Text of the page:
League 2 timelines, 27 Aug 2016: Carlisle keep Barnet at bay
A quick explanation
You can skip this if you’ve seen these before.
As usual, here are timeline graphics for the latest round of matches. There’s a full explanation of these here, but in a nutshell they track how each club’s expected goals tally (the number of goals that the average team would have scored from the chances that they created) increased over the course of the match.
This allows us to get a better sense of how each game played out than from just watching the highlights. Every jump in a line is a shot, with bigger jumps corresponding to more promising chances (at least as far as I can tell from the limited data available at this level).
There are two numbers next to each club’s name: the first is how many goals they scored and the second (in brackets) is how many goals the average club would have scored from their shots. The latter number is what the lines track, with dots on the lines denoting the goals they actually scored.
You can browse previous timelines by selecting “VISUALISATIONS > TIMELINES” from the menu.
First of all, here are all of the match timelines side-by-side and using the same vertical scale, which makes it easier to pick out which games saw the most (and least) goalmouth action. I always sort matches by date and then alphabetically by the home team’s name in these posts to make it easier to find a specific one:
Doncaster (middle) look to have put in the most convincing attacking display this weekend, although Grimsby (bottom left) weren’t far behind them. Both Portsmouth and Mansfield left it late to seal deserved-looking wins of their own, while Carlisle’s containment of a previously-impressive Barnet attack during a long away trip warrants an honourable mention.
While Morecambe’s comeback was made easier by Accrington going down to 10 men shortly after doubling their lead, putting three past their hosts in quick succession was still an impressive feat. The hosts were unable to work the ball into dangerous positions with their numerical disadvantage, with the visitors’ defence standing firm to keep them at the top of the table.
Barnet were one of the EFL’s most impressive attacking sides in the first four games of the season – only Portsmouth and Scunthorpe created more expected goals per game – but Carlisle kept them under wraps here. The Cumbrians didn’t let their hosts get a shot away until more than half an hour had passed and only had to withstand a belated barrage in the final 25 minutes to secure their win.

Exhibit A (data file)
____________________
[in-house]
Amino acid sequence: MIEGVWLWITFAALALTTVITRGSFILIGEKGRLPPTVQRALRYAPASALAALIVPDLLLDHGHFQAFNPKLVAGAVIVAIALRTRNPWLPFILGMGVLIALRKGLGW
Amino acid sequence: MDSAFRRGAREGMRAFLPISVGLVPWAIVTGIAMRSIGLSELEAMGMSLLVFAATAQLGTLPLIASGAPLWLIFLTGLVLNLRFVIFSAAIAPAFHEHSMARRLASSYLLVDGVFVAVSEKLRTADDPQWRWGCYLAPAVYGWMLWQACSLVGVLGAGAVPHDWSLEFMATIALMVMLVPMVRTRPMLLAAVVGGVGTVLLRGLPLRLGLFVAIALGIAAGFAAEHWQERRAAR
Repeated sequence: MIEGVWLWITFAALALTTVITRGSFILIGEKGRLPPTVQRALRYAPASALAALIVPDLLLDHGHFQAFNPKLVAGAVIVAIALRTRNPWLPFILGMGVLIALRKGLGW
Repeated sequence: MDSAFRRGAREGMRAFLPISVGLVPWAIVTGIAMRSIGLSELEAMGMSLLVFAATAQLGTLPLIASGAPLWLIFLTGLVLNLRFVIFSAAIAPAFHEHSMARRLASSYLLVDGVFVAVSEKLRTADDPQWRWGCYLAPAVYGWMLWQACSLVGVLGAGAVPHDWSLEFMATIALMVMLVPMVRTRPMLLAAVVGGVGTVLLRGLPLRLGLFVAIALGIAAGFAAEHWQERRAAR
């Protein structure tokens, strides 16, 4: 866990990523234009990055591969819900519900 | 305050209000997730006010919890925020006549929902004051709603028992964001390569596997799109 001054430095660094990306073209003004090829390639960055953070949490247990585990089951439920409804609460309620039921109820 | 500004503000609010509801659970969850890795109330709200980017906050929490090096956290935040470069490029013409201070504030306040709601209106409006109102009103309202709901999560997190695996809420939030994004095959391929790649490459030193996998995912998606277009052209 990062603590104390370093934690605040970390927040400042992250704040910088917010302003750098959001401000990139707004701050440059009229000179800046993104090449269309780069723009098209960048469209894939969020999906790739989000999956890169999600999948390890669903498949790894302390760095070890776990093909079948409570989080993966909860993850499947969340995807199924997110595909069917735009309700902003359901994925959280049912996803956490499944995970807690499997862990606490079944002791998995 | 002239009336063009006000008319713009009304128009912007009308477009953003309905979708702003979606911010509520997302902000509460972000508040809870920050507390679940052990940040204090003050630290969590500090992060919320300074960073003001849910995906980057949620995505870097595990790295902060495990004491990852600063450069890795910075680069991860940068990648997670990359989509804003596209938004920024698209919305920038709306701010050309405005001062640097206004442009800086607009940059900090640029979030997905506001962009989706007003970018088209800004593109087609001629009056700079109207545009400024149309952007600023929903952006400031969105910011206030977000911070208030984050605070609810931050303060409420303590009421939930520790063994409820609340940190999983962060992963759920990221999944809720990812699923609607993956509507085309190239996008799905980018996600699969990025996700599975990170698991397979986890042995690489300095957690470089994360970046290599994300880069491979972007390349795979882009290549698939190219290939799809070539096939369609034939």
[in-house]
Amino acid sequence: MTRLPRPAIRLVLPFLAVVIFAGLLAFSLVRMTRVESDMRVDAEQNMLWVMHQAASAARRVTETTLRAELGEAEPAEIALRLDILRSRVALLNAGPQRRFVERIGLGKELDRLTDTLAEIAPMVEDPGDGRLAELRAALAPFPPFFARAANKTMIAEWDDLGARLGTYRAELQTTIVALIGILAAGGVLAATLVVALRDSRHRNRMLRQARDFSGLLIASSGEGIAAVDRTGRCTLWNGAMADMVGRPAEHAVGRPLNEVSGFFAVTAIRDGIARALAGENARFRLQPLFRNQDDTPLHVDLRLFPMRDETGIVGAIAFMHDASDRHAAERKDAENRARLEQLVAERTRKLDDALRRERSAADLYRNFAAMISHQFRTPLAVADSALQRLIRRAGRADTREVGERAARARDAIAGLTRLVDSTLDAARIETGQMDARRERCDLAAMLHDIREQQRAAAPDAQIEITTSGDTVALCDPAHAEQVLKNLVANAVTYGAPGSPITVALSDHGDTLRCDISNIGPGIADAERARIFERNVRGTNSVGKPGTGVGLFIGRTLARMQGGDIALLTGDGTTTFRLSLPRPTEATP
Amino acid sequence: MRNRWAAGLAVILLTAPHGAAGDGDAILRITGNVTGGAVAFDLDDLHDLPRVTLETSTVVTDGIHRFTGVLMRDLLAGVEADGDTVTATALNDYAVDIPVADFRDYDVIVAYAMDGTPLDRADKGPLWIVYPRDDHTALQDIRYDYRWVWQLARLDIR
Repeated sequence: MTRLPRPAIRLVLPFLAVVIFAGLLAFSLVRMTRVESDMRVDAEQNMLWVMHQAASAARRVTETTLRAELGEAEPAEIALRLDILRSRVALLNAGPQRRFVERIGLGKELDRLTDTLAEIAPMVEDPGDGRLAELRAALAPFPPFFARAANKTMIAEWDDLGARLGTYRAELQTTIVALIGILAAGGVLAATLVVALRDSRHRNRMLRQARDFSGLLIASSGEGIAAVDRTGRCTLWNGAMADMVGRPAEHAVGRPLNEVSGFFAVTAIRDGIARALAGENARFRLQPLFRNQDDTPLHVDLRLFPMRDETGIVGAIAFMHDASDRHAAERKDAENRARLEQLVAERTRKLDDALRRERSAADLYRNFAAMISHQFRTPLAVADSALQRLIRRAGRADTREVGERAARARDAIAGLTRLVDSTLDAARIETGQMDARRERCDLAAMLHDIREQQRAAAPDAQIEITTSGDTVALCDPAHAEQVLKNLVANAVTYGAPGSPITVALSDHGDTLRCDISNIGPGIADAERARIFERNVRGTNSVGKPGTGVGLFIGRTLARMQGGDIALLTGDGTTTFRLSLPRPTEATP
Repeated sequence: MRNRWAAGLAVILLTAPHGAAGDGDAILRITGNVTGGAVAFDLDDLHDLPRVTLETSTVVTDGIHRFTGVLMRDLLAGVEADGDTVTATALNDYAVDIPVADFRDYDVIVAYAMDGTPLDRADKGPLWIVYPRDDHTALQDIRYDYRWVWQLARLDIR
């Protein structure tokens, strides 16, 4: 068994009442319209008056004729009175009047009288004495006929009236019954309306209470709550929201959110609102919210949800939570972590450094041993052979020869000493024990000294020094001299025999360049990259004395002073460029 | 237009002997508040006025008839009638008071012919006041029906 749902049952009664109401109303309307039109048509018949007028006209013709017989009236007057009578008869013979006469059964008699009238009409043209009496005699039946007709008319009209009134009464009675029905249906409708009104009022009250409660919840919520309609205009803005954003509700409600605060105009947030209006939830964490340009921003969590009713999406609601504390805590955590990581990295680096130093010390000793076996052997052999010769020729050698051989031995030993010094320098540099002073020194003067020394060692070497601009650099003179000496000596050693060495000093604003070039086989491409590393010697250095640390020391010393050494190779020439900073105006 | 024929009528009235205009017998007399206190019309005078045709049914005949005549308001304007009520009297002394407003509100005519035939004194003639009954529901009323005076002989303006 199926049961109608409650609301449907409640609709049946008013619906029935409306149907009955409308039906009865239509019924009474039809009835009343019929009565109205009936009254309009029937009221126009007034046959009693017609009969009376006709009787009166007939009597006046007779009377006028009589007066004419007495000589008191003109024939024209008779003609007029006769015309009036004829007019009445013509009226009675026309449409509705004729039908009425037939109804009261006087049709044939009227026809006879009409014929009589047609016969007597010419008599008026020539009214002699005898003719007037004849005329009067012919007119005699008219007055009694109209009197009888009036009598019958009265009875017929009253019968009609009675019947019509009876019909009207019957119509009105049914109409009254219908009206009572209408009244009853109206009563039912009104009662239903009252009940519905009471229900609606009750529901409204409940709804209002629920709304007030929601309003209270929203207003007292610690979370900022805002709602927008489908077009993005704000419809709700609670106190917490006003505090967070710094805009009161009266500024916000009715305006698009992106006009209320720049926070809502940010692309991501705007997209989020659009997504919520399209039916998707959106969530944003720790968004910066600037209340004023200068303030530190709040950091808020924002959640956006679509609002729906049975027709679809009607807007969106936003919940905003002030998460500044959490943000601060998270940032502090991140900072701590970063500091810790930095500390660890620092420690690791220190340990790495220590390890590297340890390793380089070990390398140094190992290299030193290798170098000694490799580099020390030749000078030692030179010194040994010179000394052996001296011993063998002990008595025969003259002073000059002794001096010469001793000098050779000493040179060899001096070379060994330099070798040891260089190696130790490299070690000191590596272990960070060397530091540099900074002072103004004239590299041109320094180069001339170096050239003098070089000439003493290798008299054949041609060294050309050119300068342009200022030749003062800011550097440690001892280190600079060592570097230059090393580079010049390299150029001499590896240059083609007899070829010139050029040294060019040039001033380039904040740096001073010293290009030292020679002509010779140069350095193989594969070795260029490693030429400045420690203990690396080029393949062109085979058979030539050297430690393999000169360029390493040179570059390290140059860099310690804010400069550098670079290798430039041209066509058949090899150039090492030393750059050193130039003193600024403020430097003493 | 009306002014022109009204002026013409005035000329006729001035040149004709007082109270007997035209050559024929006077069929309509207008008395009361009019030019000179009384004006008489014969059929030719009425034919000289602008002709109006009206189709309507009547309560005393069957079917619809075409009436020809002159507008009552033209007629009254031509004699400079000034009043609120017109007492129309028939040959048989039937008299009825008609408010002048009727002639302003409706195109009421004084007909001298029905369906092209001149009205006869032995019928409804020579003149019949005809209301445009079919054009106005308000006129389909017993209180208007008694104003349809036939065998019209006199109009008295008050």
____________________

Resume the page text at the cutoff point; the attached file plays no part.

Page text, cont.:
Blackpool can legitimately feel hard done by here, having more than matched Plymouth’s output and finishing the game strongly despite having a man sent off with 20 minutes to go. The visitors barely got a look in before half time and scored with one of only three second half shots, so can consider themselves fortunate that their hosts’ forwards were having an off day.
Cambridge also look to have gotten less than they might have deserved this weekend, having bossed the first half before being stunned twice in quick succession by Luton with half an hour to go. While the visitors finished the game strongly they had created little in the first hour, although they did restrict their hosts to relatively poor chances after going ahead.
Given that these two clubs entered League 2 from different directions over the summer, this was a disappointing showing from Crewe. The away side needed over 50 minutes to record their first shot and only managed three in total – none of them on target. The scoreline may have slightly flattered Cheltenham but there’s no doubt that they out-performed their visitors.
Until County’s late penalty killed the game off, this was a relatively even affair, although they had shot more frequently than their hosts overall. Three goals at the start of the second half – spaced equally in seven-minute intervals – gave the away side an edge that Crawley were unable to recover from.
Doncaster started well here and posed the greater threat throughout, netting early and keeping Yeovil away from their goal for almost the entire first half an hour. The away side were reduced to 10 men with quarter of an hour remaining and the game still looking salvageable at 2-1, although they had only managed one second half shot at that point.
This was another dominant performance from Portsmouth, who restricted Exeter to a handful of attempts, although their disappointing finishing almost forced them to settle for a share of the points. Only two of their 18 efforts were on target, including their late match-winning penalty, which will surely be a concern.
While their tally of five goals may have flattered Grimsby somewhat, they look to have been deserving winners here. After a scrappy but relatively even first half, they fared much better than Stevenage in the second – particularly in the final quarter of an hour. The visitors’ efforts at goal were few and far between by comparison, especially after half time.
Despite a very early red card, Hartlepool still managed to dominate this match and could easily have won it. Newport created far less overall and it looks like they scored with their first two – seemingly unremarkable – shots, although they contained their hosts for the final half an hour.
Orient never really got going here and look fortunate to have pegged Mansfield back almost immediately after the visitors took the lead. While the Stags had fewer shots overall they were of higher quality – their hosts scored with their only attempt on target – and they were the worthier winners.
Colchester’s finishing looks to have made the difference here, with both clubs’ lines rising almost in unison throughout the game. The away side opened the scoring just after the hour mark with what looks to have been the best chance of the match, sparking the contest back into life after a dull period either side of half time.